At the moment I’m into sprouting wheat. I’ve already “made” some wheat grass, diastatic malt powder and today I’m ready for sprouted wheat sourdough bread.
Off course I’ll share my experiences with you, as soon as it’s ready.
While I’m typing this post we have eaten all the sprouted wheat sourdough bread; the taste is great. The sprouted wheat gives a soft and moist crumb.
It all starts with sprouting the wheat kernels. There are off course more ways to do this. This is the way I did it:
- Put the organic* berries in a jar, add enough water and cover the berries.
- Put a towel over the jar and leave it for 6-8 hours on room temperature.
- After 6-8 hours rinse the berries with clean water until the water is clear and place them in a clean towel. Close the towel with elastic band and leave for 12 hours.
- After 12 hours you will see the sprouts coming out of the berries. If not, give it a bit more time.
- If the berries have sprouted enough, grind them just enough to crush them. Preferably just before you add them to the dough.
You need organic berries; the pesticides and other chemicals concentrate in the kernel: the whole berry minus the husk.
This is what I used for the SPROUTED WHEAT SOURDOUGH:
300 g All purpose flour
200 g ground sprouted wheat berries
175 g water
0.5 g instant yeast
11 g salt
100 g sourdough starter mature 100%-hydration
This is what I did:
Combine all the final dough ingredients in the bowl of a stand mixer with dough hook. Mix on low speed to incorporate the ingredients, adjusting the water as needed to achieve a medium dough consistency. Continue mixing to a low-medium level of gluten development.
Transfer the dough to a lightly oiled container. Cover and leave to ferment for about 1.15 hours.
Pre shape the dough into a ball. Cover with a towel and let rest for 20 minutes.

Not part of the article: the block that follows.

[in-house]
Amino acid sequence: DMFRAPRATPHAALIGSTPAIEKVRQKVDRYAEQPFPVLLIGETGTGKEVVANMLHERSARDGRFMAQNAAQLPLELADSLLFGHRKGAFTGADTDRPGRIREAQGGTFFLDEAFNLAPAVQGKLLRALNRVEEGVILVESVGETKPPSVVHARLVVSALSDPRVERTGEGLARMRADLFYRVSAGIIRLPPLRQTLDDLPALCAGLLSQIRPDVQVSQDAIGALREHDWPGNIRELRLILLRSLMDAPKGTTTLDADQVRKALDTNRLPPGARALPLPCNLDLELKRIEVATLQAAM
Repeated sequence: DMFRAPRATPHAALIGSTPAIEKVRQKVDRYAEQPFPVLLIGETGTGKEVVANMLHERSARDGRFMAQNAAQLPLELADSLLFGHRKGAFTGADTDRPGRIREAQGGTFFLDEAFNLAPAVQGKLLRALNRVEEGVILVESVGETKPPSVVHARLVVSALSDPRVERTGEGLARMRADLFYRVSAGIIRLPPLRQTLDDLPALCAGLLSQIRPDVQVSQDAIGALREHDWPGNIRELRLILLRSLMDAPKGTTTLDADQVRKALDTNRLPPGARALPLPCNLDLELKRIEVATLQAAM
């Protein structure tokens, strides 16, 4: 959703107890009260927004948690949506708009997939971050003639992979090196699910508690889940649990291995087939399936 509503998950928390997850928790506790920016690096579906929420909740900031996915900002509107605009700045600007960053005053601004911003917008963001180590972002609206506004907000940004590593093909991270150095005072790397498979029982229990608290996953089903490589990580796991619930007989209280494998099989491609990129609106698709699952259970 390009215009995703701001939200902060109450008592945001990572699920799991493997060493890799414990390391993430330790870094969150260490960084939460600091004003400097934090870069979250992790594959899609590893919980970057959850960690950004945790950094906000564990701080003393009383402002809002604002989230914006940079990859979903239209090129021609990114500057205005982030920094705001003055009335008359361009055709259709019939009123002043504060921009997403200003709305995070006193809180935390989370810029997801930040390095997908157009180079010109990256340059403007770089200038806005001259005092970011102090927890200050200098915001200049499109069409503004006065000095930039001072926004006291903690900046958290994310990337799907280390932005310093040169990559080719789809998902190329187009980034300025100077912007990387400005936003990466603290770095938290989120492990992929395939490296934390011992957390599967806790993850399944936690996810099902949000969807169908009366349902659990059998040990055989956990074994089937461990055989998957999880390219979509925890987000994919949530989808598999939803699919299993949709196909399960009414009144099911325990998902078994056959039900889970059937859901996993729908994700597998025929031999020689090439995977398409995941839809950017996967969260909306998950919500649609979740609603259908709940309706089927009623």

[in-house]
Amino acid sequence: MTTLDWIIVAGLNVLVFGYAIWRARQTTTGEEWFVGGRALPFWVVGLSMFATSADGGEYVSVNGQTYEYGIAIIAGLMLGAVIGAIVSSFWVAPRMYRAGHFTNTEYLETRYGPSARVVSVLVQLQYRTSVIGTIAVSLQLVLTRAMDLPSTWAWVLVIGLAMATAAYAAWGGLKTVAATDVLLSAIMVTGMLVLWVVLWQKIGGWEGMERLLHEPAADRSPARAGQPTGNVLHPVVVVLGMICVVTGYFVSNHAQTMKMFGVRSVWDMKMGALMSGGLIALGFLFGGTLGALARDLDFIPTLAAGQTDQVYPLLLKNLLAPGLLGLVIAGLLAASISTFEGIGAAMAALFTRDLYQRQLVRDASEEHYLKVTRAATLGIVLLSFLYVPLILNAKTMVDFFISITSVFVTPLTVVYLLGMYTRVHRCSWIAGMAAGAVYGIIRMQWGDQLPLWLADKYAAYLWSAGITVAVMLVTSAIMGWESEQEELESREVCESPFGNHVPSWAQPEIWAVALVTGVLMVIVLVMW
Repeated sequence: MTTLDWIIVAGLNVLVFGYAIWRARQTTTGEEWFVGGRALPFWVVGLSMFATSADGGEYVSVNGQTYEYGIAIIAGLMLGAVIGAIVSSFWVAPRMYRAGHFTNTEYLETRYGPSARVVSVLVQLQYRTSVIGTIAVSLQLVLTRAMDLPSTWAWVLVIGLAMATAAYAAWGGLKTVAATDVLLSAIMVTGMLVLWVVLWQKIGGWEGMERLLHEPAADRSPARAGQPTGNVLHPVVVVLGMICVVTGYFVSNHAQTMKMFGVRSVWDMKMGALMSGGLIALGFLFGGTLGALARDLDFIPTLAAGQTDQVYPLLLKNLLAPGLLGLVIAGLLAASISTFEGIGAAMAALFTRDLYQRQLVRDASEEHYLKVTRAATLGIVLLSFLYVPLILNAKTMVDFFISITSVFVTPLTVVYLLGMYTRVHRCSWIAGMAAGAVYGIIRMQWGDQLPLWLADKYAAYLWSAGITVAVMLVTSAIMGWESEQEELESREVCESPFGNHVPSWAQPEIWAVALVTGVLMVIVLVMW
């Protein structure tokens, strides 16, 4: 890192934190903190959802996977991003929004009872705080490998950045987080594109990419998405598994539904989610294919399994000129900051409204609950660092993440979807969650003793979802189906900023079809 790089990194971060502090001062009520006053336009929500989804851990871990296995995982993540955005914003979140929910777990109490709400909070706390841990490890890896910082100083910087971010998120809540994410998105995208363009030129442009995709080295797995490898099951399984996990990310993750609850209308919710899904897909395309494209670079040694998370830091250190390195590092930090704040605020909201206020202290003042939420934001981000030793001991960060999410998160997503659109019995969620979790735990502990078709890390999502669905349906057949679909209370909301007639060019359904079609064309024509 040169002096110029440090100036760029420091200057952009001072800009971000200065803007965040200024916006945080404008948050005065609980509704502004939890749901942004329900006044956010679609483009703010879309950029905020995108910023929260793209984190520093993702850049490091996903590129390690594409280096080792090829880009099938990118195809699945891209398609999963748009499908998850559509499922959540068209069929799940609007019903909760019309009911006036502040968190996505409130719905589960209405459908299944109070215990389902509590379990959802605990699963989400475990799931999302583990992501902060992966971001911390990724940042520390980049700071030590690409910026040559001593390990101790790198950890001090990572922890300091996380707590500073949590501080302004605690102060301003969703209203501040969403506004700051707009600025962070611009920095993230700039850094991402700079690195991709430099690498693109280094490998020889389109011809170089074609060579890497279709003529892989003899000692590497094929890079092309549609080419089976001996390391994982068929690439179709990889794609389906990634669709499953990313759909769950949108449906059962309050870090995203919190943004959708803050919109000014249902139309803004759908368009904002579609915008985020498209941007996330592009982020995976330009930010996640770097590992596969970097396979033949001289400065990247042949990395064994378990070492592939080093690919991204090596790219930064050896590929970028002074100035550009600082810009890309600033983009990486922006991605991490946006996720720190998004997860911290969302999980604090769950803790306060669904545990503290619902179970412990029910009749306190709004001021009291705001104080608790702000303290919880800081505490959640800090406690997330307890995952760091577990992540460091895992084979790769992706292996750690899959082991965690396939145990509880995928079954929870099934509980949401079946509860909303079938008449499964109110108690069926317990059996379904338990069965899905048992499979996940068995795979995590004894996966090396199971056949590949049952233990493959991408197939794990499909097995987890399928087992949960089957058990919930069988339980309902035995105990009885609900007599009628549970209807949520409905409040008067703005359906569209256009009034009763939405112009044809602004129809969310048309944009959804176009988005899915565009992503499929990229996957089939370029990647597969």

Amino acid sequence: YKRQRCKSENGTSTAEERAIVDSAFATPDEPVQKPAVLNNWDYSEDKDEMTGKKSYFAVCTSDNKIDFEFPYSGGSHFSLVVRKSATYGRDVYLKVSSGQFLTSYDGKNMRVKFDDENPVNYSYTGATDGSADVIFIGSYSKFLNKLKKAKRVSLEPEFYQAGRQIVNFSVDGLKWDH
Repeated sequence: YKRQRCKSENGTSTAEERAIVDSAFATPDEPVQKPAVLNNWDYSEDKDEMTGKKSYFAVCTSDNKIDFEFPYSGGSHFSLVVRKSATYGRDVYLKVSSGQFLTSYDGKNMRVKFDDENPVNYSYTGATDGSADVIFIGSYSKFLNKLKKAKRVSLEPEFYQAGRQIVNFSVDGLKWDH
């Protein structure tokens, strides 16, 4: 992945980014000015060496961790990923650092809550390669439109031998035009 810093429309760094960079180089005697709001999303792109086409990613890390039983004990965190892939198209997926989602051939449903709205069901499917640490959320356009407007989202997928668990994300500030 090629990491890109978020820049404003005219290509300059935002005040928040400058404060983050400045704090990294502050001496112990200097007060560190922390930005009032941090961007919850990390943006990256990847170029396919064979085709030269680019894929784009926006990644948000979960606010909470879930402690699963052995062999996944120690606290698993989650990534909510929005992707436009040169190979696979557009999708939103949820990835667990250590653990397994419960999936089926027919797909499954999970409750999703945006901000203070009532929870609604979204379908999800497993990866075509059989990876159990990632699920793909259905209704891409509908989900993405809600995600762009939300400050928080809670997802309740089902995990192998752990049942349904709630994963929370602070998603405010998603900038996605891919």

Shape the dough into a batard and place, seam side up, into a couche or linen-lined baskets that have been lightly dusted with flour.
Cover with plastic and proof for about 2 hours, or until fully proofed (dough springs back slowly when pressed with a fingertip, and leaves a very slight indentation).
Preheat the oven, with baking stone, to 230°C. And place the bread pan with hot stones for steam.
Score the loaf and place in the oven. Bake with steam for 8 minutes, and another 32 minutes or so without steam until the crust has a deep brown color. Turn off the oven and leave the loaves in for another 10 minutes with the door cracked open.
Cool on a wire rack.
I was inspired by Susan of WildYeast
I send this to Susan’s YeastSpotting and Heather of Bake Your Own Bread
Lovely loaf. I'm always enthralled by those gorgeous rings from the basket!ReplyDelete
You inspire me to sprout some wheat berries.
I've just recently found some sprouted wheat flour and used it in several different recipes. Makes for a beautiful aromatic wheat loaf.
Thanks Tanna, go for it. It's fun to see the wheat kernels sprout. I had no idea that sprouted wheat flour also gives that nice flavor.Delete
what a gorgeous loaf that is! I've been wondering about trying to sprout some things, but haven't tried it as of yet. I think I'd love this loaf! Thank you so much for sharing it w/ BYOB this month :DReplyDelete
Thanks Heather, I think you would like the taste and the flavor of sprouted wheat in this loaf. I love to share my breads with BYOB.Delete
what are hot stones and how do they create steam? how else can i create steam if i don't have hot stones?ReplyDelete
Hi Anonymous, 'hot' stones are big pebbles I bought at the flower market. You can heat them well and they keep the heat tight. Especially the black or dark pebbles. I place the pan with stones on the bottom of your my oven when I pre heat the oven. When the oven is hot enough, I pour hot water over the hot stones and they produce steam. Be careful because the steam is hot too. If you can't find pebbles you can also use stainless steal bolts or nuts; they seem to produce the same steam.Delete
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